Nov. 6 (UPI) -- Crude oil future prices were mixed Tuesday morning with markets unable to shake off recent bearishness, somewhat fueled by the Monday announcement of waivers related to Iranian sanctions, yet some lingering disruption concerns remained and this helped support market prices, an analyst said.
The waivers included exemptions for the three largest buyers of Iranian oil -- China, India and South Korea -- "eased the potential impact that the Iranian sanctions will likely have" and continued to influence prices a day after the announcement, Justin McQueen, an analyst at DailyFX, told UPI.
"However, oil prices did claw back some losses with Brent breaking back above $73 per barrel as the IEA Director, Fatih Birol, signaled that potential supply shocks in other parts of the world could occur with Venezuelan output seen dipping below one million barrels per day soon," he added.
As of 9.35 a.m. EST, WTI front-month futures traded at $63.30 per barrel, or 0.3 percent higher, while Brent front-month futures traded at $73.10 per barrel, or 0.1 percent lower.
The Iran sanctions are aimed at preventing the country from obtaining revenue, which is derived mostly from oil exports, and result from a decision announced on May 8, when the U.S. withdrew from a nuclear accord with Iran.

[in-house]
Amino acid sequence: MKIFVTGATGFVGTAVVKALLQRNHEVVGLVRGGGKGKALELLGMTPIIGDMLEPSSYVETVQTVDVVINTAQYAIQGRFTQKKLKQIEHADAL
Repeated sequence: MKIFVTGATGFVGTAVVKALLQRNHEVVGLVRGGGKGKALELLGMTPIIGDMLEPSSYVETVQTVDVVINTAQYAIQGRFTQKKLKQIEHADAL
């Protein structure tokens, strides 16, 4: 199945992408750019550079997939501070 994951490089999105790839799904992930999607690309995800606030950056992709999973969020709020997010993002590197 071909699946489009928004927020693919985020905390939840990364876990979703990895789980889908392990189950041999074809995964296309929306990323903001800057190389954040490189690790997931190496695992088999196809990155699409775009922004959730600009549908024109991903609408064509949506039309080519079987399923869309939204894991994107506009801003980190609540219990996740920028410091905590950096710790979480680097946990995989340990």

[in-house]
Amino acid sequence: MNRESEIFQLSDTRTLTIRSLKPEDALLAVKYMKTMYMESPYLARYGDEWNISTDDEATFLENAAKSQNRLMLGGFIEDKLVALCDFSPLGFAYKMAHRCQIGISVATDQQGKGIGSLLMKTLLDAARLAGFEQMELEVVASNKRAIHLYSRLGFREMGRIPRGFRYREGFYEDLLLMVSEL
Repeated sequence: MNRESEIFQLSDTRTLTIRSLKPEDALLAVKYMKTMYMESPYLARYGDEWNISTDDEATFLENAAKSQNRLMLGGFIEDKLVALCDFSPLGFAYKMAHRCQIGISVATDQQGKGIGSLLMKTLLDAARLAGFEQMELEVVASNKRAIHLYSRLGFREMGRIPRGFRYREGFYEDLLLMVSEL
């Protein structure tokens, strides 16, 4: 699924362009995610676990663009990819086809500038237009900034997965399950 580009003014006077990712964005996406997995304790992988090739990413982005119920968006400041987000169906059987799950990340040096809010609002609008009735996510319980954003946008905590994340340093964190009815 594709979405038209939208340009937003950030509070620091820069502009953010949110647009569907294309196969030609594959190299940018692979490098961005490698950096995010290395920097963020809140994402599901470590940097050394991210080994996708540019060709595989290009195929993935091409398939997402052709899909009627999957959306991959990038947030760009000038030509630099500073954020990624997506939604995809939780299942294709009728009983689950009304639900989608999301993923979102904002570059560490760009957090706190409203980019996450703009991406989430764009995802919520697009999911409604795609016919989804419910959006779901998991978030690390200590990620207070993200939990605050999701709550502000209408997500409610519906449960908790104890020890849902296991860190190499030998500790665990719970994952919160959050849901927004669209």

Not only was Iran facing sanctions, but also anyone engaging with that nation to buy the crude. There was not, however, any formal announcement of waivers between May and November.
Only on Monday, when the sanctions went into effect as previously announced, did the U.S. grant China, India, Italy, Greece, Japan, South Korea, Taiwan and Turkey temporary exemptions. The Iran sanctions had been "priced-in," but the waivers were not, said McQueen.
The U.S. Energy Information Administration projected late last month that Iranian crude oil production was likely to decline after the sanctions by about one million barrels from the 2.8 million barrels per day production it saw in April.
The crude oil market saw a selloff in October, in part because of reports that increases in production by some of the biggest world producers, including Russia, Saudi Arabia and the United States, were going to compensate for potential declines.
WTI prices have reached levels not seen since early April, and are down from a high of $74.96 per barrel on October 9. Brent front-month futures were at $85 per barrel on the same day.
Venezuela's crude oil production was 1.2 million barrels per day in September, down 42,000 barrels from August, according to an OPEC report.